Bison Book


I finished Steven Rinella’s American Buffalo: In Search of a Lost Icon over the weekend. It’s an engaging history of the animal, it’s place within our country’s history, and the tale of a nature lover and avid hunter.

Rinella, who has written for The New York Times, The New Yorker, Men’s Journal, and Field and Stream, received a permit to hunt for a wild buffalo in the Alaskan wilderness. While describing his quest, he also details the up-and-down fortunes of the animal throughout the centuries.

There are a few scenes that might make some people squeamish, so be warned if you’re inclined to not think about where your food comes from. But the overall tone of the book is about the love of nature and history of an iconic creature. My main complaint isn’t about any discussion of butchery, but rather the photos included in the text. They’re small images, printed in black and white. While I certainly understand the cost involved with doing larger, full-color photos, given the tremendous scenery and views in Alaska, it would have been nice to have something other than small, grainy pictures. But that’s a small criticism since the book is largely successful otherwise.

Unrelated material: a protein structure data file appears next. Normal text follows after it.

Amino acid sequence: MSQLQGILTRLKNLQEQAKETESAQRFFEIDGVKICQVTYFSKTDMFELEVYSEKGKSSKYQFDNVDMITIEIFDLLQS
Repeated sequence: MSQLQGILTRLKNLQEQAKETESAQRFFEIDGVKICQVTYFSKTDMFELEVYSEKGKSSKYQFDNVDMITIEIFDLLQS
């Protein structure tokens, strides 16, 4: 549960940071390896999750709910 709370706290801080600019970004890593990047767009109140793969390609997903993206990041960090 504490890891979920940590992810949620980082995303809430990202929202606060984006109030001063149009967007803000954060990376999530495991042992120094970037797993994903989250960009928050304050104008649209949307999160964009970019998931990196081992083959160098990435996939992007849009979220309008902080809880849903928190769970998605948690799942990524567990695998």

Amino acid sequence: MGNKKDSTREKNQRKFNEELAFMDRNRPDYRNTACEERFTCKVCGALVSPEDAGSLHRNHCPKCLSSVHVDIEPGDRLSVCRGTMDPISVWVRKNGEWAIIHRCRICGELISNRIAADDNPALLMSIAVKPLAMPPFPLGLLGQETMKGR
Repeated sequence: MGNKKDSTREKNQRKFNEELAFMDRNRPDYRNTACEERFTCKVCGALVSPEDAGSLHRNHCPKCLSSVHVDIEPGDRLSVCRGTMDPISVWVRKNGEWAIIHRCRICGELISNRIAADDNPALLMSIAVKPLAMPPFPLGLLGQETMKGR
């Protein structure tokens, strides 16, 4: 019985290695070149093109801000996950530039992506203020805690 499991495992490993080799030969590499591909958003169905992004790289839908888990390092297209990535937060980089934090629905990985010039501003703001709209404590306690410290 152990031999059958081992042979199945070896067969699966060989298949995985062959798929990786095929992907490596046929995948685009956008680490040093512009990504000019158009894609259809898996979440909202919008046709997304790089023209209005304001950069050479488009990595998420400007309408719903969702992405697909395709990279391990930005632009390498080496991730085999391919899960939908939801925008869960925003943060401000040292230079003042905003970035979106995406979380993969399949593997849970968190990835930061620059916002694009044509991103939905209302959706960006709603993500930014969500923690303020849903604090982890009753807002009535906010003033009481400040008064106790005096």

Galley Cat had a recap of the last week’s release party for American Buffalo. I spoke with a literary agent who attended that party and said it was a great event for a fine book.

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